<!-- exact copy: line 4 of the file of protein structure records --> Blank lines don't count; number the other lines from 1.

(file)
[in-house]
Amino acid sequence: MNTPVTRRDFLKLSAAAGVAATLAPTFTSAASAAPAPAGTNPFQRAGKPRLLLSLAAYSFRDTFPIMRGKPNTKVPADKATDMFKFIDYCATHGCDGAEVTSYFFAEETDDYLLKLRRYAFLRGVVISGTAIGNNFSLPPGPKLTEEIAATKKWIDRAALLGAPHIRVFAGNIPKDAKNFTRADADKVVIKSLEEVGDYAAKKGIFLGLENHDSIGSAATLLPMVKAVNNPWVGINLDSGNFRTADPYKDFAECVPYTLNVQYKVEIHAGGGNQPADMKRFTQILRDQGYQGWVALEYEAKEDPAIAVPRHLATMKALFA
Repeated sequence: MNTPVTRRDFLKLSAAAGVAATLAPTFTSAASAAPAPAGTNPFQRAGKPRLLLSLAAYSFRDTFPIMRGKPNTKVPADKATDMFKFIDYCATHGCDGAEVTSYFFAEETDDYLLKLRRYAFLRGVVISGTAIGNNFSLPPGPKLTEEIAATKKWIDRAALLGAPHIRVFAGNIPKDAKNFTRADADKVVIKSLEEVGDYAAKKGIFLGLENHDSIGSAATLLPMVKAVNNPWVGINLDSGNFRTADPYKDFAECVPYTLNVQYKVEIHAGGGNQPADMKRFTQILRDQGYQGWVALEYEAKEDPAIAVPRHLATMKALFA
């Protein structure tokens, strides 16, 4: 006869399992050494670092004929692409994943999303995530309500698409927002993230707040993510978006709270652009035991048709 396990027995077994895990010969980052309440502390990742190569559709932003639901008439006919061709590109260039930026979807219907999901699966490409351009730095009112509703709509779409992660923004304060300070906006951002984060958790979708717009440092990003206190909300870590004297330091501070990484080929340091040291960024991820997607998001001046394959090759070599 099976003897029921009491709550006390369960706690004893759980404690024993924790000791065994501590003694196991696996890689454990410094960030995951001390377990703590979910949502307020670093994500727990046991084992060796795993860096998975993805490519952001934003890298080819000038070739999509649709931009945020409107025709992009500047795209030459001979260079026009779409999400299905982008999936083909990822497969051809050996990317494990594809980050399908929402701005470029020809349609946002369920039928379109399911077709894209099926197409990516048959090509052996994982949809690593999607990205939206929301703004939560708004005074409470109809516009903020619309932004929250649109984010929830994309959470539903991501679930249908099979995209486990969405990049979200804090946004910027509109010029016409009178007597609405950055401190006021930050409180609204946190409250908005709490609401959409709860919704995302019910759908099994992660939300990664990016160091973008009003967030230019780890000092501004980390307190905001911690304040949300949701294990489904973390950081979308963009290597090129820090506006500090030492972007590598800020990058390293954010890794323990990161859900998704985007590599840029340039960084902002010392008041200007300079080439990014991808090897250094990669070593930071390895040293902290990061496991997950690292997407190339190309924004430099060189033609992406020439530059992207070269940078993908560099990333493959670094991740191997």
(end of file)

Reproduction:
């Protein structure tokens, strides 16, 4: 006869399992050494670092004929692409994943999303995530309500698409927002993230707040993510978006709270652009035991048709 396990027995077994895990010969980052309440502390990742190569559709932003639901008439006919061709590109260039930026979807219907999901699966490409351009730095009112509703709509779409992660923004304060300070906006951002984060958790979708717009440092990003206190909300870590004297330091501070990484080929340091040291960024991820997607998001001046394959090759070599 099976003897029921009491709550006390369960706690004893759980404690024993924790000791065994501590003694196991696996890689454990410094960030995951001390377990703590979910949502307020670093994500727990046991084992060796795993860096998975993805490519952001934003890298080819000038070739999509649709931009945020409107025709992009500047795209030459001979260079026009779409999400299905982008999936083909990822497969051809050996990317494990594809980050399908929402701005470029020809349609946002369920039928379109399911077709894209099926197409990516048959090509052996994982949809690593999607990205939206929301703004939560708004005074409470109809516009903020619309932004929250649109984010929830994309959470539903991501679930249908099979995209486990969405990049979200804090946004910027509109010029016409009178007597609405950055401190006021930050409180609204946190409250908005709490609401959409709860919704995302019910759908099994992660939300990664990016160091973008009003967030230019780890000092501004980390307190905001911690304040949300949701294990489904973390950081979308963009290597090129820090506006500090030492972007590598800020990058390293954010890794323990990161859900998704985007590599840029340039960084902002010392008041200007300079080439990014991808090897250094990669070593930071390895040293902290990061496991997950690292997407190339190309924004430099060189033609992406020439530059992207070269940078993908560099990333493959670094991740191997």